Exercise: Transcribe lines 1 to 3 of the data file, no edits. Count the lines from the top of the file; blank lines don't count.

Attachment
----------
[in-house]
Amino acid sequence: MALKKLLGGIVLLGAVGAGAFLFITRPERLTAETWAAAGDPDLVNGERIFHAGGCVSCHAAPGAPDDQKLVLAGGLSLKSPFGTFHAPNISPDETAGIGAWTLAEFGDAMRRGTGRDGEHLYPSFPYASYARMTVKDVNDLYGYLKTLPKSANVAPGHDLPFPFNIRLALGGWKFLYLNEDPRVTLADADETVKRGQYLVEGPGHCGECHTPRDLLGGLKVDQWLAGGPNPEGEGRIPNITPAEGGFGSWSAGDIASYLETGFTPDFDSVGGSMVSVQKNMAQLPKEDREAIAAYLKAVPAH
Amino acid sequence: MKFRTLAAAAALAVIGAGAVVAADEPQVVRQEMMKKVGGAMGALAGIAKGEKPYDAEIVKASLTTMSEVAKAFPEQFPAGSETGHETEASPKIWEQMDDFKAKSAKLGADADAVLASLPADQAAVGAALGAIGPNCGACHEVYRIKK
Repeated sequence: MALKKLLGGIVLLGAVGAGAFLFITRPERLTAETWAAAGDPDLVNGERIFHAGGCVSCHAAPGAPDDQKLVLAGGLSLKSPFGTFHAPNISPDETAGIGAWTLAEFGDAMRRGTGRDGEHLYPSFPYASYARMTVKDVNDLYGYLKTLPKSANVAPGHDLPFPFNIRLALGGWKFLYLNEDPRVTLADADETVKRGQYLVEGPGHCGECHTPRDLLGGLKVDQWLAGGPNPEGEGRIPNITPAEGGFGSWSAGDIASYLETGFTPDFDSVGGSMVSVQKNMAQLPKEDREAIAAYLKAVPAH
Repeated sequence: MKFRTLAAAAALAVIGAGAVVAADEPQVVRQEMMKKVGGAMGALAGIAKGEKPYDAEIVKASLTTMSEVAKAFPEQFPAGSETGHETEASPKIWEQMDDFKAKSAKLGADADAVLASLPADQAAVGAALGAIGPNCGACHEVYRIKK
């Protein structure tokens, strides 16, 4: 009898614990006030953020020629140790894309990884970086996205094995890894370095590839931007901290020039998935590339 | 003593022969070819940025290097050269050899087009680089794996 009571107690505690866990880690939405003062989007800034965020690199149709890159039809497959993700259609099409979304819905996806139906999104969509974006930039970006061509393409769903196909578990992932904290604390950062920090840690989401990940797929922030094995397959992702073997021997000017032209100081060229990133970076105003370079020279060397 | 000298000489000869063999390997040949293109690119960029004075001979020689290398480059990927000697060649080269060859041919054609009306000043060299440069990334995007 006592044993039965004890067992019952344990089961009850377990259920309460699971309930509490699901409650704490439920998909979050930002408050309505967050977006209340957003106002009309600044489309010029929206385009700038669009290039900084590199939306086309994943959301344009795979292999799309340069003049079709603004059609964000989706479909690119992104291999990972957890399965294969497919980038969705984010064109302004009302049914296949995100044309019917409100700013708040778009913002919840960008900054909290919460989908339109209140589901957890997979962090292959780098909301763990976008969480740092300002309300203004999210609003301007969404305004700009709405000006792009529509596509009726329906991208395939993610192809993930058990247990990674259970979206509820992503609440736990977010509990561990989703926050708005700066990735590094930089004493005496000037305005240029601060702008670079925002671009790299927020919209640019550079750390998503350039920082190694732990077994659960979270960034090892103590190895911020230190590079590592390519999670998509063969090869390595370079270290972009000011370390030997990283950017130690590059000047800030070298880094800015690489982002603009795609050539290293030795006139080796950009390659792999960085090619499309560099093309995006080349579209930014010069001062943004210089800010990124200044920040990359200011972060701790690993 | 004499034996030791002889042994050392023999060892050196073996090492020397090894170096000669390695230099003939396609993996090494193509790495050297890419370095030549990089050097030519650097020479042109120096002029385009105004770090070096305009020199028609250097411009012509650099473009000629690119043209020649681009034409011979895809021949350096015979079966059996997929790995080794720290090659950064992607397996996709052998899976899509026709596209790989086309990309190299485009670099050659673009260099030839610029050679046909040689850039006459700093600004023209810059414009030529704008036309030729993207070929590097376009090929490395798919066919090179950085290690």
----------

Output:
[in-house]
Amino acid sequence: MALKKLLGGIVLLGAVGAGAFLFITRPERLTAETWAAAGDPDLVNGERIFHAGGCVSCHAAPGAPDDQKLVLAGGLSLKSPFGTFHAPNISPDETAGIGAWTLAEFGDAMRRGTGRDGEHLYPSFPYASYARMTVKDVNDLYGYLKTLPKSANVAPGHDLPFPFNIRLALGGWKFLYLNEDPRVTLADADETVKRGQYLVEGPGHCGECHTPRDLLGGLKVDQWLAGGPNPEGEGRIPNITPAEGGFGSWSAGDIASYLETGFTPDFDSVGGSMVSVQKNMAQLPKEDREAIAAYLKAVPAH
Amino acid sequence: MKFRTLAAAAALAVIGAGAVVAADEPQVVRQEMMKKVGGAMGALAGIAKGEKPYDAEIVKASLTTMSEVAKAFPEQFPAGSETGHETEASPKIWEQMDDFKAKSAKLGADADAVLASLPADQAAVGAALGAIGPNCGACHEVYRIKK